Hello! Food again.
My friend Kerry sent me a really good link with slow cooker tips, after one of my last disastrous attempts. There's a lot of good information there and she has a ton of recipes. What I'm immediately taking away from that site is that I'm going to start very simple - soups and stews until I get the hang of 8-10 hour cooking. There's a lot less chance of my destroying something and (hopefully) the kids will like it. I also need to get my hands on a smaller slow cooker as I am now sure that only having my large one half filled is contributing to the overcooking debacle. So, soups and stews in large quantities in the big cooker, and then smaller meals that shouldn't be incincerated in a smaller one. I'm going to wait until Kohl's has a Kohl's Cash earning period and I have a coupon and see what they've got, or I know JC Penney has housewares, too.
I'll invest in a decent smaller cooker (rather than my first instinct which is to get one from GeeDub, but in this case who knows what's up with the wiring in a used one). Lastly, I need to test this theory but I really think my cooker cooks on high when set to low and vice versa. Maybe it's something about how the heating elements are engaged and my not filling it enough, but I'm going to test it by heating water at each temperature at different levels and checking the temps. I'll get this stupid thing figured out yet.
Yesterday I made southern pulled pork - from what I read (so who knows if it's true but it sounded good to me) what makes it "southern" is that you cook the pork plain, then add your sauce to it individually upon serving it. So I browned the boneless pork ribs (rather than using a shoulder), then took them out and added a chopped onion and four cloves of minced garlic to the pan, heated them until soft, then deglazed the pan and put the whole mess in the slow cooker. Between the deglazing and water I added to the crock I used about four cups, total. Set it to high and walked away for six hours.
I did stick a thermometer in it 4 hours through and found the water to be around 195 degrees, the meat between 180 and 185. So maybe it doesn't cook low on high after all, but there must be some connection between how full I'm filling it and how the contents cook. The end result was pretty tasty - I would add a lot more salt next time (I skipped using a rub so that's probably why it needed it) but the pork was easy to shred with a couple of forks and the onions had cooked enough that there were barely any traces left (important for picky children). I put the pork back in the water to keep it moist and made some barbecue sauce on the stove with a can of tomato sauce, apple cider vinegar, Worcestershire sauce, and brown sugar. I also put out a bottle of ketchup for the kids and Michael really likes Stubb's so we had a bottle of that, too. Reviews were generally positive - Margaret really liked it, kidlet wasn't too jazzed but he ate some. He's tough. We have a metric crapton of leftovers, so yay lunch for me!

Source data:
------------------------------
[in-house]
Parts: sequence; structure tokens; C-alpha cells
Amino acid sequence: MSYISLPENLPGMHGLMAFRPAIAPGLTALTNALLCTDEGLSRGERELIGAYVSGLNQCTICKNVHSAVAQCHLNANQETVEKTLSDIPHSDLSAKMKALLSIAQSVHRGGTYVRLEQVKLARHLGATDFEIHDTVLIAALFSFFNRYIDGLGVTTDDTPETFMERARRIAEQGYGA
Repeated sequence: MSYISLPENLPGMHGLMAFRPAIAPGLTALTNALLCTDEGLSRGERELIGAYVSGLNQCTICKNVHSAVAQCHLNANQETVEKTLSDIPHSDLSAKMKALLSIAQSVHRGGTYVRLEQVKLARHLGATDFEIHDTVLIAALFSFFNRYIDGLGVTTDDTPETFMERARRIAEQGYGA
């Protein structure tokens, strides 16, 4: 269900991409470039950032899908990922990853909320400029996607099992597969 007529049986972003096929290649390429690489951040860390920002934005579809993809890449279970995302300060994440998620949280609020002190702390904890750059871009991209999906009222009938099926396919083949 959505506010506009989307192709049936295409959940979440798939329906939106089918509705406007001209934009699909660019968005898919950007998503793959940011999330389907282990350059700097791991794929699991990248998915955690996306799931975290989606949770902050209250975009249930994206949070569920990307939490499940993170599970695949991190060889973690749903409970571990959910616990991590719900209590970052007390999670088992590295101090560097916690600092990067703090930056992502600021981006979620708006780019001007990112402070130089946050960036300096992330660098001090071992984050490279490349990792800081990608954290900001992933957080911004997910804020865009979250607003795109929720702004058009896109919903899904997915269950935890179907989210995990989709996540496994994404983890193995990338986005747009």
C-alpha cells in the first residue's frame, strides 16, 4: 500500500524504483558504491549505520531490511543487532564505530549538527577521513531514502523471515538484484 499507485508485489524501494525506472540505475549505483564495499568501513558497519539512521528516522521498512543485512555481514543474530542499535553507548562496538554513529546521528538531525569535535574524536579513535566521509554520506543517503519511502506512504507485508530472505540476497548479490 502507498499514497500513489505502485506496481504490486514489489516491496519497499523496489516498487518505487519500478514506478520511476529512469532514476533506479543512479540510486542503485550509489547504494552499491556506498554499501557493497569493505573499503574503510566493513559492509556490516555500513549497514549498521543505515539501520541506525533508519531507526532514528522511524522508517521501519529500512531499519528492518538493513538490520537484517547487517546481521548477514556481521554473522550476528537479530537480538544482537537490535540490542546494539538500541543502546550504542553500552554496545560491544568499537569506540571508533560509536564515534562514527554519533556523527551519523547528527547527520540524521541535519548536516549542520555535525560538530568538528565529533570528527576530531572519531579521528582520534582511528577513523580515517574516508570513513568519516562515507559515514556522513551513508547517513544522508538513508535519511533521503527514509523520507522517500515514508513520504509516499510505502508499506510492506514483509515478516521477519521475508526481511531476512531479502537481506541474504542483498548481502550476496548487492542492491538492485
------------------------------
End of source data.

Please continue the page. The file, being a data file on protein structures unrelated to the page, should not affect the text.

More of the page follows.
Got my most recent issue of Bon Appetit magazine and there is a gorgeous looking pizza on the cover. I've been wanting to try my hand at pizza crust and voila, a recipe inside...now I know that pizza crust ain't exactly rocket science, but I'm glad to have it delivered right to me from a source I've come to trust. I bought yeast earlier this week in anticipation of trying some more bread.
Also today I went to the natural food store and did find both raw milk and organic meat and eggs. It's prohibitively expensive, like whoa, but it's good to know it's there in a pinch. There's a farm about 20 minutes away that we used to patronize all the time that also offers organic milk, meat, and eggs, so I plan to check them out, as well. We stopped going as they cut their weekend hours down to some small span only on Saturdays, and we never got our shit together to get there while they were open. Checking their blog I see that they are now open Thursday through Sunday, 6pm on weeknights and 5pm on weekends. Perfect! I will take kidlet there tomorrow. Of course being a slightly trendy place their prices were always a little steep, but at least now I have something to compare. I'm going to make a list of products and their costs by source. Here's hoping I'll be able to find a really small operation that doesn't have a fancy pants "farm store" and I can really save some money. Baby steps!
As for tomorrow, I've got three pounds of stew meat to brown and get into a new stew recipe that will hopefully be kid-approved. Balsamic vinegar = miss; brown ale = miss; red wine = miss. Fourth time's the charm, I hope! If not I'll be eating a lot of beef stew ;)